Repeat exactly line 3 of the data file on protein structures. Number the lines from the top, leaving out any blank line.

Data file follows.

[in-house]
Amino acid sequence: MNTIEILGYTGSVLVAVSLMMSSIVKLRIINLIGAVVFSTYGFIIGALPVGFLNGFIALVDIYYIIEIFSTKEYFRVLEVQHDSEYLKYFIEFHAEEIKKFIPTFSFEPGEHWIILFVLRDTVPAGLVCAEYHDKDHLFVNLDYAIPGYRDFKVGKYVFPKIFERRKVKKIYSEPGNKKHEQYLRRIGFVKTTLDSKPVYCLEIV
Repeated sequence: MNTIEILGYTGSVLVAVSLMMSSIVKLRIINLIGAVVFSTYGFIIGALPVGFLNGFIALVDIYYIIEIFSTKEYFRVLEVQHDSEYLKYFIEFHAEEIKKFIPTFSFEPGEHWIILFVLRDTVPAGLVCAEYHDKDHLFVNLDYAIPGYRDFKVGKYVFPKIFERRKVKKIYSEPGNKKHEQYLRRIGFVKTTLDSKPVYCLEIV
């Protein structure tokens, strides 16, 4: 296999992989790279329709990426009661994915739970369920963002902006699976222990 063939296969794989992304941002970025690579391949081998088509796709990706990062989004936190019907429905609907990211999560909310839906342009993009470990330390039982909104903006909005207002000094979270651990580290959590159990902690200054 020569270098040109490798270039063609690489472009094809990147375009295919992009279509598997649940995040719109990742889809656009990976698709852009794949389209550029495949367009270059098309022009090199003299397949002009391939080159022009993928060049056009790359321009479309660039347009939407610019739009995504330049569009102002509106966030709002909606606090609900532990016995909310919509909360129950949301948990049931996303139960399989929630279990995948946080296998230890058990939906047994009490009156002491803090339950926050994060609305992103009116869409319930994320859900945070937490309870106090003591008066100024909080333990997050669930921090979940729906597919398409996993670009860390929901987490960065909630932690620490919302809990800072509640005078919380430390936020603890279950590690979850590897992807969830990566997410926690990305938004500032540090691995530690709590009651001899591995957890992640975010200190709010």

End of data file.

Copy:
Repeated sequence: MNTIEILGYTGSVLVAVSLMMSSIVKLRIINLIGAVVFSTYGFIIGALPVGFLNGFIALVDIYYIIEIFSTKEYFRVLEVQHDSEYLKYFIEFHAEEIKKFIPTFSFEPGEHWIILFVLRDTVPAGLVCAEYHDKDHLFVNLDYAIPGYRDFKVGKYVFPKIFERRKVKKIYSEPGNKKHEQYLRRIGFVKTTLDSKPVYCLEIV